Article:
Category Archives: autobiography

My Music Career (Part 9) Word

(This is the 14th chapter in this semi-autobiographical series. This chapter was initially in the form of an email sent to my music fan email list on September 24, 2020. It has been slightly edited for this blog. All the previous chapters in this series can be found on the column to the right. Go here to start at the beginning.)

Digital “Album Cover” for Word

I wrote the 3 songs of Word at different times, and recorded home demos of them.  In 2015, in parallel with my Total Flower Chaos recording project, I took these 3 songs to Brian Hunter, engineer at Sawtelle Studio at Swallow Hill, to remix at professional-level quality.  Brian had engineered Me and The Other Side of Nowhere, so I trusted his expertise.  We also re-recorded the vocals, and, in some cases, we edited and/or added some things to the songs.  I then released the 3 songs as a digital-only EP called Word.  Here’s a description of the 3 songs.

Wave the Flag and Give ’em God (2006)

I got the idea for this song in 2006, while walking with my handheld digital recorder to a Chinese restaurant near my house.  I was thinking about how politicians use patriotism and religion to manipulate people.  I wrote in character of a cynical campaign manager advising his rather dull candidate;  it was obvious at the time that my models were Karl Rove and George Bush.  I also referenced Bill Clinton, during the verse where the campaign manager advises him, “you need to start going to church.”  When Clinton was impeached, I noticed that, all of the sudden, there were photos and videos of him and HIllary attending church, which we had never seen before.  To me it was an obvious attempt to suck up to the religious right that was calling for his impeachment.

For the music, I programmed a hip-hop beat on my drum machine, and recorded electric bass and two electric guitar layers.  I then recorded the spoken word vocals.  I mixed it myself.  I included it as a hidden track on my first acoustic CD as a songwriter, Some Songs I Wrote

While re-mixing it with Brian Hunter in 2016, I sampled the ending of speeches by the last three presidents, saying “God Bless America.”  In the song, the campaign manager advises the candidate:

I want you to end every speech by saying
“God Bless America”
Those 3 words are so powerful
Those 3 words alone will get you millions of votes
Those 3 words combine the two things
patriotism and religion
that allow you to manipulate the common people.
So that’s why I say:
Wave the flag, and give ’em God.
Wave the flag, and give ’em God.

You can listen to, and download, the remix of Wave the Flag and Give ’em God on my Bandcamp site.

Indigenous  (2008-2009)

I’m not going to discuss the lyrics of this song here, because it has a surprise ending, and I don’t want to give it away.  But also the politics of this song need an explanation that would be too lengthy for an email.  Someday I will write a separate blog about it instead.  Suffice to say that the topic is the impact of European colonial settlements on indigenous people.  But not the indigenous people that you think, hence the surprise.

They ridiculed our religion
They ridiculed our way of life
They said we were backward people
They said they brought “civilization” to a backward land
They lied about our history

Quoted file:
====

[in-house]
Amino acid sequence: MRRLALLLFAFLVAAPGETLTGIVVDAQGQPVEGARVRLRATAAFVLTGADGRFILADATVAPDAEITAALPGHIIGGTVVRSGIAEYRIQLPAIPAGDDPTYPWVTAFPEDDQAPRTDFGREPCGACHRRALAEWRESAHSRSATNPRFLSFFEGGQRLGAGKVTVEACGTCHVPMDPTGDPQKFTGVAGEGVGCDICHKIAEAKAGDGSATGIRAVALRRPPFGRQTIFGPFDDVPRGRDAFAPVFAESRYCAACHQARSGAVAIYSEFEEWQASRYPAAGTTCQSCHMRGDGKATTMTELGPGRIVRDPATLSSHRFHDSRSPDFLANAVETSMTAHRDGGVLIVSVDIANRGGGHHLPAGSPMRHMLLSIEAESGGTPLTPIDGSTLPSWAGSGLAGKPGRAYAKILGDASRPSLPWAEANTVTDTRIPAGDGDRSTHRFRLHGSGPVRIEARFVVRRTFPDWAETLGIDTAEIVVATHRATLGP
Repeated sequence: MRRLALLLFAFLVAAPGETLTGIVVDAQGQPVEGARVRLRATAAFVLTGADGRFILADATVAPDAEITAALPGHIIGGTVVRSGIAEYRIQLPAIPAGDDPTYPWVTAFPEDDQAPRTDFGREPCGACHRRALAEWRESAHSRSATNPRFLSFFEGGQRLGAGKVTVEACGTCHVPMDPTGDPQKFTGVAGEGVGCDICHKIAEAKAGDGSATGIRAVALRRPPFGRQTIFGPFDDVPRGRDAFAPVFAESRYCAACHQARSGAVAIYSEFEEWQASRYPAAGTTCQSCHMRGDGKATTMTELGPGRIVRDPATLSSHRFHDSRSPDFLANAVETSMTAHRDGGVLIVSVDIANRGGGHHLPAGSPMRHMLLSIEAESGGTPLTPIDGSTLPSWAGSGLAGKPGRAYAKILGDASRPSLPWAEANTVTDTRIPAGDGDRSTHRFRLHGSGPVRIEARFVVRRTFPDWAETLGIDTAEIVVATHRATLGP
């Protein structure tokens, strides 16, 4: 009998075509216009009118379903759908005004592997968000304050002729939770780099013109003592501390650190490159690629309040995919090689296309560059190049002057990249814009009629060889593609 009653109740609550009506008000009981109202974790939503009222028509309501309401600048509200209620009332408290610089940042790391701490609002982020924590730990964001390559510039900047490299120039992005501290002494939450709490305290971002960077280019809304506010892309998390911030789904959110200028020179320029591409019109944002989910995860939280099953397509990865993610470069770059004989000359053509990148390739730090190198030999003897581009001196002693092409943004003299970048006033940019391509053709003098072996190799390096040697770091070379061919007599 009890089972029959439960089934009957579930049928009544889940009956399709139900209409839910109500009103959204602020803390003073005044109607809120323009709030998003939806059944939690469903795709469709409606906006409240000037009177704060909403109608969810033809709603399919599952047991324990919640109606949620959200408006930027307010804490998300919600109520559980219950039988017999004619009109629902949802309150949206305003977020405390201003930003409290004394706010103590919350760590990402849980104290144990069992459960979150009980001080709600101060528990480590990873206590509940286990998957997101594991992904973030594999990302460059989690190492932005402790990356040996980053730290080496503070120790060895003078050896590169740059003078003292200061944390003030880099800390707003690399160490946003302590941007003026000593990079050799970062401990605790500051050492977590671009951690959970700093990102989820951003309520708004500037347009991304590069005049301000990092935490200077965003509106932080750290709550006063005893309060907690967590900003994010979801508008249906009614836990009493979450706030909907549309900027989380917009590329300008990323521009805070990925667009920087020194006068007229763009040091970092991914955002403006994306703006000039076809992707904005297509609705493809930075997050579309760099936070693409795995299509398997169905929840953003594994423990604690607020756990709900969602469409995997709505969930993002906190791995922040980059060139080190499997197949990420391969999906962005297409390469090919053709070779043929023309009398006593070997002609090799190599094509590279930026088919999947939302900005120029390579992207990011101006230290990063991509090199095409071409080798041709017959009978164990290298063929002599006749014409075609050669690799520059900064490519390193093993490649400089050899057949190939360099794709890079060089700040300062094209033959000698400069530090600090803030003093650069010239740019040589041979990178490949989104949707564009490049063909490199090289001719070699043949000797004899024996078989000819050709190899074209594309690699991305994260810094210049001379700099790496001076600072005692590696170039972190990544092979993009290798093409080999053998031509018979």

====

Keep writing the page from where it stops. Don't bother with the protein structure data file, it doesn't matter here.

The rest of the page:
Some of them even said we were never here when they arrived
But we
were here.

The music of Indigenous is perhaps my most creative and adventurous.  I used a synthesizer to simulate non-western instruments.  It’s definitely the best synth playing I’ve ever done.  I created beat on GarageBand that wasn’t a typical kick drum/snare sound.  Then I added western instruments that I know how to play– acoustic guitar, electric guitar and electric bass.  For the song outro, I play a guitar solo on a heavily distorted electric guitar.  My model for this solo was Carlos Santana, because he plays with so much emotion, and you can hear it.  I think it’s one of my best– if not my best– guitar solo.

Like the other two songs, I took the tracks I recorded at home to Brian Hunter at Swallow Hill.  I re-recorded the vocal, and Brian remixed the tracks.  Check it out on my Bandcamp site.

Accept, Embrace, Surrender (2012-2013)

There is a 4-day class series given every year at the Song School by Paul Reisler, called Directed Writing.  In that class, Paul pairs everyone up with a random person, and you exchange stories about “something that changed you as a person.”  (It was at this class in 2004 that I met Lori Cook, and she wrote “Little White Boy.”)  My friend, Nancy Farmer, took this class in 2011, and was paired up with a singer-songwriter by the name of Joe Stevens.  Joe’s story was that he had been born a girl, but it never felt right.  He always felt like a boy.  As a young adult, he decided to make the change.  This was the story Nancy had to write a song about– and she did– but she felt like she had not done the story justice, and wanted to write a new song for Joe.  I met Nancy at the Song School the following year, in 2012, and she told me about it.  I was intrigued by the challenge, and offered to co-write, and she accepted. 

We began work on it at the Song School in 2012, and continued into the fall.  I had recently seen the documentary movie “Free Style,” which is about free style rapping.  People gather in small groups and take turns rapping.  It all has to be improvised on the spot– nothing can be previously written– and it of course has to rhyme.  And around the same time I saw the Eminem movie, “8 Mile,” which is about “battles,” another form of improvisational rapping.